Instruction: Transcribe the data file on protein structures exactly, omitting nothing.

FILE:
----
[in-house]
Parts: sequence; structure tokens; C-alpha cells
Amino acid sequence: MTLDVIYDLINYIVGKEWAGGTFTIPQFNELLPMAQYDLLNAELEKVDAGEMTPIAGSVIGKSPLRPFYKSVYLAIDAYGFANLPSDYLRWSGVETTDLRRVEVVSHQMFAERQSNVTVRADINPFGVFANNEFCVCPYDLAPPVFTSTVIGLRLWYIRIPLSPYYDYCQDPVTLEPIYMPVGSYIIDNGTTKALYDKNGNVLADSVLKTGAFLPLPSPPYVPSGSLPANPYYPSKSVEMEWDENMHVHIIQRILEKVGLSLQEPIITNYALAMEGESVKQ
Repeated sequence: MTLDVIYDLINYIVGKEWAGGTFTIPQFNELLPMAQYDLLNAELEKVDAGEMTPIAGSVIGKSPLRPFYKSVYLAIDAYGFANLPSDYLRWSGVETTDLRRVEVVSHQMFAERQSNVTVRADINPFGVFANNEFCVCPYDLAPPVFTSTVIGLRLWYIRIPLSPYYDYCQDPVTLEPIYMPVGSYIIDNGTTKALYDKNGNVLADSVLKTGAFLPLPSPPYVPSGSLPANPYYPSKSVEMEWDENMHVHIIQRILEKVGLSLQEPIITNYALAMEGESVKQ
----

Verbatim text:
[in-house]
Parts: sequence; structure tokens; C-alpha cells
Amino acid sequence: MTLDVIYDLINYIVGKEWAGGTFTIPQFNELLPMAQYDLLNAELEKVDAGEMTPIAGSVIGKSPLRPFYKSVYLAIDAYGFANLPSDYLRWSGVETTDLRRVEVVSHQMFAERQSNVTVRADINPFGVFANNEFCVCPYDLAPPVFTSTVIGLRLWYIRIPLSPYYDYCQDPVTLEPIYMPVGSYIIDNGTTKALYDKNGNVLADSVLKTGAFLPLPSPPYVPSGSLPANPYYPSKSVEMEWDENMHVHIIQRILEKVGLSLQEPIITNYALAMEGESVKQ
Repeated sequence: MTLDVIYDLINYIVGKEWAGGTFTIPQFNELLPMAQYDLLNAELEKVDAGEMTPIAGSVIGKSPLRPFYKSVYLAIDAYGFANLPSDYLRWSGVETTDLRRVEVVSHQMFAERQSNVTVRADINPFGVFANNEFCVCPYDLAPPVFTSTVIGLRLWYIRIPLSPYYDYCQDPVTLEPIYMPVGSYIIDNGTTKALYDKNGNVLADSVLKTGAFLPLPSPPYVPSGSLPANPYYPSKSVEMEWDENMHVHIIQRILEKVGLSLQEPIITNYALAMEGESVKQ